CONVENT STATION Next month, St. Joseph Parish here — which already has the honor as the first Catholic faith community in the Paterson Diocese and New Jersey — will mark another historic distinction: as the location of the first Catholic Mass within the boundaries of what later would become the Diocese of Paterson.
On April 26, St. Joseph’s will celebrate not only the Fourth Sunday of Easter, but also mark the 250th anniversary of the first Mass in the diocese celebrated on that day in 1765 by Jesuit Father Ferdinand Farmer. The priest also baptized an infant girl, Anna Mary Durst-Reider, in Ringwood — the original home of St. Joseph’s and a town over from the site of the current St. Joseph’s.
“The day [April 26] marks a quarter-millennium of Catholic worship, the sacramental system and evangelization in what is now the greatest diocese in the State of New Jersey,” said Bishop Serratelli.
The German-born priest conducted the first outreach to the then-remote northern New Jersey area by riding on horseback from his parish in Philadelphia as part of a regular missionary circuit that eventually would stretch from eastern Pennsylvania to Fishkill, N.Y.
“This [Father Farmer’s first Mass] marked the first time that formal evangelization took place in northern New Jersey with the first Eucharist and first Baptism and later the first Confirmation,” said Msgr. Raymond Kupke, diocesan archivist and pastor of St. Anthony Parish, Hawthorne.
The story of Catholicism in the diocese started, when German workers began to stream into Ringwood to work in a local mine in the autumn of 1764. The Irish seemed to have had a presence in Ringwood already, but it was not until the Germans arrived that Father Farmer either heard about these Catholics or they had contacted him. He arrived a few months after the German workers’ arrival, Msgr. Kupke writes in his 1987 book, “Living Stones,” that traces the history of the diocese.
“They and their families would become not only the backbone of the northern New Jersey iron industry, but also the seed of the Catholic Church in New Jersey,” writes Msgr. Kupke.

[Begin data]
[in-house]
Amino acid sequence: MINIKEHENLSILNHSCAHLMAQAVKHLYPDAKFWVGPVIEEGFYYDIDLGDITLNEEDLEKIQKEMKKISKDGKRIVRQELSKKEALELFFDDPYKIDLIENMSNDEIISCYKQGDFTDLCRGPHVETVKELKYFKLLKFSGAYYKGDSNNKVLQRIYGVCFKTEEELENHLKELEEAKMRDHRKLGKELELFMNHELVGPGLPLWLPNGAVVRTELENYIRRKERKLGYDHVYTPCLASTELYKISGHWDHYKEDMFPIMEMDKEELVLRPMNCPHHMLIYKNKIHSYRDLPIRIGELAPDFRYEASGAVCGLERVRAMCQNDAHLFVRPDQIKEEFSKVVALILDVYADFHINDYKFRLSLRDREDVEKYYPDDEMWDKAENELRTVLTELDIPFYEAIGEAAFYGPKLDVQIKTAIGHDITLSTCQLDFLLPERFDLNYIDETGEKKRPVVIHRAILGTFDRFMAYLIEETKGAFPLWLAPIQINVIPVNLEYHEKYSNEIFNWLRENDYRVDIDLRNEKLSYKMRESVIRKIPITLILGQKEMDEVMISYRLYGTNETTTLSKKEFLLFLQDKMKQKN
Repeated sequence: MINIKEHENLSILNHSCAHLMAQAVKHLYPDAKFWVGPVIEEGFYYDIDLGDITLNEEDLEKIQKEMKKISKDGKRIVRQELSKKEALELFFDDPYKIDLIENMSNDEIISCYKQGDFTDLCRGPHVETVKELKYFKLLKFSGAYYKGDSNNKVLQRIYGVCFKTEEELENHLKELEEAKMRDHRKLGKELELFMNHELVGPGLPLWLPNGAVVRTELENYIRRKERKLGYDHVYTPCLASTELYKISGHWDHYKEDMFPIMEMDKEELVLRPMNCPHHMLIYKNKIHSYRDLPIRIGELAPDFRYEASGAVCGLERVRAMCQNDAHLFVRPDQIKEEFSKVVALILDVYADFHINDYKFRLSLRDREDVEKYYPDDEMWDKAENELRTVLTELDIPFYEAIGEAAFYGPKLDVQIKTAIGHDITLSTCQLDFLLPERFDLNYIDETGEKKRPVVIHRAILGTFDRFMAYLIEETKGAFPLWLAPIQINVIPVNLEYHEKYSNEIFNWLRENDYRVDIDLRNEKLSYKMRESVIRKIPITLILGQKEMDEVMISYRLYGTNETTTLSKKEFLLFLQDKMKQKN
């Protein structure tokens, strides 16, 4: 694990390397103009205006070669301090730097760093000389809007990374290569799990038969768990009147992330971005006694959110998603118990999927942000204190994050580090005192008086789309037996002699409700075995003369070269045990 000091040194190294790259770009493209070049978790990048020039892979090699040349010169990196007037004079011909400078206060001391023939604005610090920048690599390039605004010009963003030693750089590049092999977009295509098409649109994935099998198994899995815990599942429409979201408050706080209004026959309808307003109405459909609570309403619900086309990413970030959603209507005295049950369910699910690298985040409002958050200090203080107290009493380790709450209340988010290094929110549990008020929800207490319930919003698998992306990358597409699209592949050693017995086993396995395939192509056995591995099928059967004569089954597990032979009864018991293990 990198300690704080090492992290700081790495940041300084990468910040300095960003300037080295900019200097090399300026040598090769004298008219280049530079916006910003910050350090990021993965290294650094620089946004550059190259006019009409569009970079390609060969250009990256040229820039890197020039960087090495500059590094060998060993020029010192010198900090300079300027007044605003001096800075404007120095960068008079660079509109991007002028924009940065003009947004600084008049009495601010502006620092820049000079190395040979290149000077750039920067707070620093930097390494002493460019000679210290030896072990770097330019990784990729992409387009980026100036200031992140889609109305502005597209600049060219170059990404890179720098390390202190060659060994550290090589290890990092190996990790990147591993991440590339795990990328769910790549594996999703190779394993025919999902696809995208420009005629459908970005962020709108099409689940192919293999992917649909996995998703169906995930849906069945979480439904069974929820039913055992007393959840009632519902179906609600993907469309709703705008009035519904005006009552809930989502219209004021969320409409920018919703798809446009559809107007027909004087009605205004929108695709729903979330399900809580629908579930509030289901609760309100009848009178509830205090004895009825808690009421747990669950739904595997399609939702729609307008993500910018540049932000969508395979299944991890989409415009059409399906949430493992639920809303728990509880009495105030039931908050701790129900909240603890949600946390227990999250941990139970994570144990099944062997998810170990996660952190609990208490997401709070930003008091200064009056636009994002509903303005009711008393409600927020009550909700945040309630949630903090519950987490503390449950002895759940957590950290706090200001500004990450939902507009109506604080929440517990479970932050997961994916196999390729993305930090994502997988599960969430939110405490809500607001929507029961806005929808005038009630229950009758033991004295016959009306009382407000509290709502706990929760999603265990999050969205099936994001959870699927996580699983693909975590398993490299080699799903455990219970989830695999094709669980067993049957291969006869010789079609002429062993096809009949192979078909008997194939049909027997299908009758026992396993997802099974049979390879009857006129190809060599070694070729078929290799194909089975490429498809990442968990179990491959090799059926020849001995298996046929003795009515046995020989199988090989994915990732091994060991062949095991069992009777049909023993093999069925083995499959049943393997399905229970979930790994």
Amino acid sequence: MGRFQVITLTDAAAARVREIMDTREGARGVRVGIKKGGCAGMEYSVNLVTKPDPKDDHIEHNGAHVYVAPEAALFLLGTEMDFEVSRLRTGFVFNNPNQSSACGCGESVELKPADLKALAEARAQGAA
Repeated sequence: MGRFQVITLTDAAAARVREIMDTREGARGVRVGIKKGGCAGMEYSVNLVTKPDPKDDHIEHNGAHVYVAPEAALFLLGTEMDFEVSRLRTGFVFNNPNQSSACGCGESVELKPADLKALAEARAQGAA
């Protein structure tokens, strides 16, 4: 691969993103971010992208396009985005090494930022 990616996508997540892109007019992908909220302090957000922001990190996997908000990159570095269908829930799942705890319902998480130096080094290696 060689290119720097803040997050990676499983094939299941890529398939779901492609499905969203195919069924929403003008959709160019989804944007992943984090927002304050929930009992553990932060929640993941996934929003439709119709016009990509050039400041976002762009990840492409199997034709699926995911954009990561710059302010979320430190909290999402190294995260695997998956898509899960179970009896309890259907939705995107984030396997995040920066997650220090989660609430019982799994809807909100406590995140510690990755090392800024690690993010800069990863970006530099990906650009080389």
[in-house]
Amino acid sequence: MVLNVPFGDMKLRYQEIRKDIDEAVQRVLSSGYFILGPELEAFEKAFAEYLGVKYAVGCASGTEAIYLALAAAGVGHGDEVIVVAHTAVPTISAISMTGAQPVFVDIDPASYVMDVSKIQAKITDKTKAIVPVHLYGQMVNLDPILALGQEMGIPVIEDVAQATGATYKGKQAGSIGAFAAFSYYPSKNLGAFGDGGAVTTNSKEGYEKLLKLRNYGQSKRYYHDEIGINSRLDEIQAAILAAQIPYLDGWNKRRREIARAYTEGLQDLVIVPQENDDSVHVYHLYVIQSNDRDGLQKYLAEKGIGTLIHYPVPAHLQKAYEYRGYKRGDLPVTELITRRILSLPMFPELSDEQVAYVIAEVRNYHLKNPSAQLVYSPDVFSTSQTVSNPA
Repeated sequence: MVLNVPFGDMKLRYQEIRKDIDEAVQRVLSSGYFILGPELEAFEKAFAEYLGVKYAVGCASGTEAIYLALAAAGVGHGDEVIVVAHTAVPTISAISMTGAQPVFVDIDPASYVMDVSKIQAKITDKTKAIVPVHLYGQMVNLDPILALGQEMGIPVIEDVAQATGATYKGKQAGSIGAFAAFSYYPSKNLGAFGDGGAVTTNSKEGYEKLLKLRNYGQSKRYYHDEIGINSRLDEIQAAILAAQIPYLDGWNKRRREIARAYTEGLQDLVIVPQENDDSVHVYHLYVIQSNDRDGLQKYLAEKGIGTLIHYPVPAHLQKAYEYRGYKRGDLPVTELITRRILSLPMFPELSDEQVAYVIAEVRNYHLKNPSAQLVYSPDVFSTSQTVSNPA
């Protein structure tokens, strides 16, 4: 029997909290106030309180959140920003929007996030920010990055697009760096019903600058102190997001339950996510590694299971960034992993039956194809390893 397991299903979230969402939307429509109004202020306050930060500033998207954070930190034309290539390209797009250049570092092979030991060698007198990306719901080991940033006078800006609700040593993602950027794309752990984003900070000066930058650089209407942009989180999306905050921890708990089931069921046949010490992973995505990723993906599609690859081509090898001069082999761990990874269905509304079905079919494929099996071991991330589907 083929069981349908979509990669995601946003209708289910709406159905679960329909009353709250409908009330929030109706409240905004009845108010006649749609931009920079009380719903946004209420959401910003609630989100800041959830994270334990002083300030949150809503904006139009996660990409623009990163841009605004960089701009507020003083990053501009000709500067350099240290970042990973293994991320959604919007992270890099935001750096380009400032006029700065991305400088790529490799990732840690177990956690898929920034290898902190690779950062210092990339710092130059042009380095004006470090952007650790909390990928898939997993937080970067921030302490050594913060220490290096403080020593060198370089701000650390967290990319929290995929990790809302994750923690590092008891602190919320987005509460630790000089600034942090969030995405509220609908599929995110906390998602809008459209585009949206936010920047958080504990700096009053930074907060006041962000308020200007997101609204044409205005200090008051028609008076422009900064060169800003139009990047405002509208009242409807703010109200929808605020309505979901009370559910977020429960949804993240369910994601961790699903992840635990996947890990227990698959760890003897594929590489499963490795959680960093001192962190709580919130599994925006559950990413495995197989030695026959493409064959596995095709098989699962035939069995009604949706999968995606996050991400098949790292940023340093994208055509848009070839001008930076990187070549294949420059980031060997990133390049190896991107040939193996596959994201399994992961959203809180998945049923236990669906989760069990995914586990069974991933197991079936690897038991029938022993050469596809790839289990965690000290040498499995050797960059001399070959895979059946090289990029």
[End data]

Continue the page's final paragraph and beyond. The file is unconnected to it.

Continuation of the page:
In April 1765, Father Farmer left his home parish, St. Joseph’s, in Philadelphia. On his missionary journey, he conducted baptisms in Haycock, Pa. and, as he wrote, “while traveling in New Jersey.” On April 26, he appeared in Ringwood — today the home of St. Catherine of Bologna Parish after St. Joseph’s had moved to West Milford — where he baptized Anna Mary Durst-Reider, the six-month-old daughter of Francis Joseph and Anna Reider, Msgr. Kupke writes.
“Presumably on the same day or thereabouts, he celebrated the first Mass within the present Paterson Diocese,” writes Msgr. Kupke, who told The Beacon that the first liturgy might have taken place at the iron mine in Ringwood, an area that was not under any diocese or archdiocese at that time. “This began a series of semi-annual visits to northwestern New Jersey each fall and spring for the next 21 years,” he said.
During his regular circuit, Father Farmer celebrated Masses in various locations in the area, including various ironworks scattered across the area and, as legend has it, the “little red farmhouse,” the oldest building at Ringwood Manor State Park. He established a mission at Ringwood in 1765, which became one of his “largest and most frequently visited stations,” writes Msgr. Kupke, who noted that names of those founding families “survive in the parish to this day.”
During his more than two decades as a missionary, Father Farmer performed 385 baptisms and 31 marriages in what would become the Paterson Diocese. Among them were 141 Baptisms performed in Ringwood — a far greater number than in any of his other mission stations. Other stations within the future Paterson Diocese included Mount Hope, Pompton, Charlottesburg, Sussex County and Morris County. He also performed the first Baptisms in Morris County in 1774 and in Sussex County in 1775. Father John Carroll, prefect apostolic of the American Missions, traveled from his home in Maryland to Ringwood to celebrate Confirmation for the first time in northern New Jersey in 1785, Msgr. Kupke said.
Late in his ministry, Father Farmer became aware of his increasing infirmities and made arrangements for another German priest, Father Lawrence Graessel, to come to the U.S. and assist him. Father Farmer died on Aug. 17, 1786.